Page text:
Thanks for your comments. And, sorry for late resposnse.
I feel the contents of "Necessities for Resilience of Control Channels" should be rewritten.
I think contents of other sections could be updated as well.
I'm on rewriting the requirements for the area of control palne robustness or resilience.
Please, look at in-line comments about more detailed things.
----- Original Message -----
From: "Diego Caviglia" <Diego.Caviglia@marconi.com>
From Date: 2005-09-01 ?? 7:13:44
To: "email@example.com" <firstname.lastname@example.org>, "email@example.com" <firstname.lastname@example.org>
Subject: Comments on draft-kim-ccamp-cc-protection-04
> I'd like to make some comments on the ID in the subjec.
> In general, there may be several advantages of out-of-fiber over in-
> fiber such as the followings:
>[dc] I don't agree with this sentence. I don't think that there are
>advantes in the usage of out-of-fiber.
> - When using the overhead bytes of SONET/SDH as a control channel,
> in-fiber may require more resources such as HDLC controllers whereas
> out-of-fiber could reduce the number of these resources;
>[dc] This is a strange sentece. SONET/SDH DCC have not been developed for
>GMPLS, are there since several years
>and seems very strange to me to think about a SONET/SDH box that do not
>support DCC processing.
As you guess, to use DCC overhead bytes, HDLC controllers should be considered. However,
in case of out-of-fiber, there is no need to consider resources such as HDLC controllers.
> - In case of only in-fiber, it looks that there is no room or no need
> for protecting control channels. However, out-of-fiber may apply the
> various and effective software based protection schemes;
>[dc] Why there is no room for protecting control channels? Do you have any
>figures about this? The line level DCC is 576 kbps while
>the section DCC is 192 kbps. Do you thing the control traffic will be more
Contro channels are used to carry packets generated from signaling protocols, routing protocols, ,LMP, and so on. I think DCC overhaed bytes could not afford to support the bandwidth of control channels for these control protocols. According to a private document, it is said the bandwidth of IS-IS protocols amount to about 7 or 8 Mbps within a certain AS. I think that DCC overhead bytes will be used for the extremely limited control traffic due to the limitation of bandwidth. DCC overhead bytes could not support routing protocols.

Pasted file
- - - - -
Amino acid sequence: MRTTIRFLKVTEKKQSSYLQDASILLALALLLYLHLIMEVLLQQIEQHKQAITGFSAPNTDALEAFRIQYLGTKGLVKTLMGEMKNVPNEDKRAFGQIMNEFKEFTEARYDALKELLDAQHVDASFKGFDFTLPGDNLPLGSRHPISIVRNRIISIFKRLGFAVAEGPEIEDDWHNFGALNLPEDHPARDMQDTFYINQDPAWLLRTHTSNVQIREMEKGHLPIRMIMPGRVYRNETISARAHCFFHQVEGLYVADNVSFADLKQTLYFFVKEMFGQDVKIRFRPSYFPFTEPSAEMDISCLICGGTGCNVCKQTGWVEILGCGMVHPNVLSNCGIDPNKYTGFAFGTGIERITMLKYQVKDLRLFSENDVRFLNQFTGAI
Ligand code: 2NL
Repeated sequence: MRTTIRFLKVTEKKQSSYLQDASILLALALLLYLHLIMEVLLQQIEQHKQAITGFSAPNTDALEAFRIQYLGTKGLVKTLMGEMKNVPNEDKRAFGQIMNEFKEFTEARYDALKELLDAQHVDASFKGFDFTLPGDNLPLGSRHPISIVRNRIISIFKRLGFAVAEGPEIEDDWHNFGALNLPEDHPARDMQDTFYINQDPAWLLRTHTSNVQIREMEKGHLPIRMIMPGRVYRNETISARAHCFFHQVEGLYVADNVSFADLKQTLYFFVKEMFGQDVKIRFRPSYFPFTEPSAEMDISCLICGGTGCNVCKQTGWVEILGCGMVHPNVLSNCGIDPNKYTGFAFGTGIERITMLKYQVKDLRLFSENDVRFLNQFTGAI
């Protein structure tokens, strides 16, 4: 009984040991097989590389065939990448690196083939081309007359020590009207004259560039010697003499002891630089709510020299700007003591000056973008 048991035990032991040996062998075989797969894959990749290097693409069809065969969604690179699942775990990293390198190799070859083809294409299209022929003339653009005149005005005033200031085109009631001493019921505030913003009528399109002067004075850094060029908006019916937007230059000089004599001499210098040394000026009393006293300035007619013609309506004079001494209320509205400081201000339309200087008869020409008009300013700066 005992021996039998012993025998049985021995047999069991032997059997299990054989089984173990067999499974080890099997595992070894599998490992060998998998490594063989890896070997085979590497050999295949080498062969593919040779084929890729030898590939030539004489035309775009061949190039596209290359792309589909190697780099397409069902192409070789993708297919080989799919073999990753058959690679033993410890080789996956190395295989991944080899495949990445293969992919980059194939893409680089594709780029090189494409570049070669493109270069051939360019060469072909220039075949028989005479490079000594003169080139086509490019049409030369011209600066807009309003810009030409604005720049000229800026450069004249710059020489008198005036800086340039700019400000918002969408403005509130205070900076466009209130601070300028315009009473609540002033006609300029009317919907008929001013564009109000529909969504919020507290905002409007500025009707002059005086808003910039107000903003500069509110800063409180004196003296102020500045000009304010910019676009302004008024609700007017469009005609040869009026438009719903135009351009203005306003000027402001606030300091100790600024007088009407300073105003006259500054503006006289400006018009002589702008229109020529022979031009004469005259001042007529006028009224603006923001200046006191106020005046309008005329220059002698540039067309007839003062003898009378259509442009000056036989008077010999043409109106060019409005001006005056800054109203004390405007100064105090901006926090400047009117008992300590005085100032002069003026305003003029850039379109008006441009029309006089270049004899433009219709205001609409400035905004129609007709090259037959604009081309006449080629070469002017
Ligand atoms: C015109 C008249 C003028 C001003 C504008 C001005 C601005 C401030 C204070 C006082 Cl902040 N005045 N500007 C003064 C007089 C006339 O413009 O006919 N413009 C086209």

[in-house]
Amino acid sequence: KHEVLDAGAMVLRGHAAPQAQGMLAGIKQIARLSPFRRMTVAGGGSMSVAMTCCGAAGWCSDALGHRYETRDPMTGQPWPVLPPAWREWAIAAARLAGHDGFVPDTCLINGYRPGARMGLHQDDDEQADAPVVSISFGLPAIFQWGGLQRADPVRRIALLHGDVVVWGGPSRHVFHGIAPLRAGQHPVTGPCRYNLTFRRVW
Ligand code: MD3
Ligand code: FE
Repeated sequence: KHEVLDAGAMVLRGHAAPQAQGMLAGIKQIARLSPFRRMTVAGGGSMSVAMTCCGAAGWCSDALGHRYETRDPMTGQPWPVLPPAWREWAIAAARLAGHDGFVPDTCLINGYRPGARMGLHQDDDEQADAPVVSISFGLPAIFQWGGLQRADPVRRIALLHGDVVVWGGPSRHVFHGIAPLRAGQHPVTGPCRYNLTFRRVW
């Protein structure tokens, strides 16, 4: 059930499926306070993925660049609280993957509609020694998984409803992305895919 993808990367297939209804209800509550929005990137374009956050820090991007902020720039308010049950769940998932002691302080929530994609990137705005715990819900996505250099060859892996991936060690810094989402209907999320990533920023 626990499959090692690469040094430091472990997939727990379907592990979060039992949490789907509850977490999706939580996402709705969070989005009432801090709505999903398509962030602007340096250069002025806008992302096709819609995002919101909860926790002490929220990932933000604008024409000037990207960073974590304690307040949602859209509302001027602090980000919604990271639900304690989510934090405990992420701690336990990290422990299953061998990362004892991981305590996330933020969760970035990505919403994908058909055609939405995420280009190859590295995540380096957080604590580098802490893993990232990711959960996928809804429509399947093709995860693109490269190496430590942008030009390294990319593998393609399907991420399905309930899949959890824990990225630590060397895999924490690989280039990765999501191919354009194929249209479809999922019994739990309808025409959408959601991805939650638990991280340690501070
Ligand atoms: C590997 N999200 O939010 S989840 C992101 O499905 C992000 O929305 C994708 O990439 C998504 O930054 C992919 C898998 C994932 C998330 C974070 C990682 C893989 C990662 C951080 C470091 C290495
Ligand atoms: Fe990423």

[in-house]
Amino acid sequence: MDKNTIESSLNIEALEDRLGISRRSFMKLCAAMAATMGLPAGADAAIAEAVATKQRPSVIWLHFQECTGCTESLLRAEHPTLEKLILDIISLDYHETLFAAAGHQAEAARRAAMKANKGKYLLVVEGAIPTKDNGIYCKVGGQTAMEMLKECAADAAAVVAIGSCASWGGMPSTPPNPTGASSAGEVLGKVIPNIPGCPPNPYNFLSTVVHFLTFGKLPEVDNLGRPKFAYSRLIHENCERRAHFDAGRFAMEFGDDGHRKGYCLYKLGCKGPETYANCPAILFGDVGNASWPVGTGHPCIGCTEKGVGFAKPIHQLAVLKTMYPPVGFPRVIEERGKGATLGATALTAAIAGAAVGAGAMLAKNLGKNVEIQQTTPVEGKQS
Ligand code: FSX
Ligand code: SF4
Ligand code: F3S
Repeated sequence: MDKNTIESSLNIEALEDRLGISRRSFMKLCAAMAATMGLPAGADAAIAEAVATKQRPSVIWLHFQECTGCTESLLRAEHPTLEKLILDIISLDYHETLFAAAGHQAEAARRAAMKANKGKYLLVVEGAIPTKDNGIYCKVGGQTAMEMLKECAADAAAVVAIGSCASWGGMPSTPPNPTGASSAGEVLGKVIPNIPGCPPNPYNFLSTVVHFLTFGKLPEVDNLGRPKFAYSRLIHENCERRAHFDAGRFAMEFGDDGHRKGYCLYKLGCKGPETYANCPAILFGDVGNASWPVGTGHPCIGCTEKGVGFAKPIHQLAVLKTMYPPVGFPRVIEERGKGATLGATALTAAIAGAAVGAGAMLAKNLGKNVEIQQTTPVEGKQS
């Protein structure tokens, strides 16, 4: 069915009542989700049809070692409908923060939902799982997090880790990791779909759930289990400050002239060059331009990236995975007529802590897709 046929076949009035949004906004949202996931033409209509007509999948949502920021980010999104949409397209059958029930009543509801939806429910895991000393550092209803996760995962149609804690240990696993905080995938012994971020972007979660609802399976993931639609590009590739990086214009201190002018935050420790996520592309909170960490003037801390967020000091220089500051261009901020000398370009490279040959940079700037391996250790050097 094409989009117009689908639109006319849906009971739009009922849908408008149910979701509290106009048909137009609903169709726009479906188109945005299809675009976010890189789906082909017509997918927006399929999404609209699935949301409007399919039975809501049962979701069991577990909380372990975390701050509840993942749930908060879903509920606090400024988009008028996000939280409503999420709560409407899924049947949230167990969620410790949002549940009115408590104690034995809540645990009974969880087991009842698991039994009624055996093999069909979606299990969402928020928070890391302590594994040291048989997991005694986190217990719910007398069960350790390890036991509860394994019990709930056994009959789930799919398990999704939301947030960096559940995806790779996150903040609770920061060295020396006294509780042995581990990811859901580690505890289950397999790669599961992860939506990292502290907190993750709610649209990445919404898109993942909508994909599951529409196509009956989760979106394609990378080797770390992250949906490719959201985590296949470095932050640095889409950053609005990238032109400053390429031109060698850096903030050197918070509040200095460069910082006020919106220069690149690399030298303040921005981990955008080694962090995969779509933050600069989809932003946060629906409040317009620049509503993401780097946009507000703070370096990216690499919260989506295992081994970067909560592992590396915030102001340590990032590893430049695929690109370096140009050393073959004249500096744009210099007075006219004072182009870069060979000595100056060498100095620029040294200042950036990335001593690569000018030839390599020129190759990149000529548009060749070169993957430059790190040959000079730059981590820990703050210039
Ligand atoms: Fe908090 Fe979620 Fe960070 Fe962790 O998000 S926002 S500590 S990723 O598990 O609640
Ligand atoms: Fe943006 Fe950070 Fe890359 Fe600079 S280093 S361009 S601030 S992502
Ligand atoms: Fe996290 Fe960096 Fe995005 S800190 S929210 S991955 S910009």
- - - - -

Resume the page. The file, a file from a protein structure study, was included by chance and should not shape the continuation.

> - In-fiber is difficult to separate control plane from transport
> plane, whereas out-of-fiber is easy to separate control plane;
>[dc] IMHO this is not true and moreover you need to explain why is more
>difficult. Today DCC are widely used to transport management traffic and
>there are no difficulties in order to separate management from data
I agree DCC could be used for management traffic. Even in this case, but, short management traffic could be supported. It is difficult to support long management traffic such as bulky data.
My view is related to whether DCC based in-fiber is not proper in supporting generic control plane requirements, or not. However, I think a possibilty of using DCC overhead bytes as control channels should be considered in control plane.
> - Because in-fiber provides the connection control function only
> within a single fiber, in-fiber could not provide the connection
> control function beyond a single fiber, whereas out-of-fiber has no
> restriction about the number of fibers for the connection control
>[dc] Could you explain me a little bit more this? I don't see anything
>that prevent me to set-up more that one CC on a fiber.
Here, I assumed the in-fiber control channel is used for the only own fiber.
If you think an in-fiber control channel could be used for controlling other fibers, I or you share thought.
Nevertheless, I think there may be a subtle gap bewteen you and me.
Even though in-fiber control channels could be used in controlling physically other fibers, from the view-point of the physically other fibers, I think the control channels are not in-fiber but out-of-fiber.
When the out-of-fiber configuration is used, control channels may be shared
>to handle several fibers
>[dc] IMHO the cc are associated to the TE and not to the fibre, so a single
>CC can serve several TE link and thus several fibre; this is not related on
>how it is implemented.
I think it's okey if we agree that control channels are used to control data channels between adjacent nodes.
>Consequently, to provide the resilience capability of control channels, it
>is reasonable to use out-of-fiber rather than in-fiber for GMPLS.
>[dc] I don't see how the previous sentences can lead to this statement.
>What is reasonable is that the control channels must be resilient but this
>don't implies the fact they should be out-of-fiber.
I agree to your point. I think that it is not good to argue the resilience capability of control channels with in-fiber and out-of-fiber. I will modify these parts in a further document.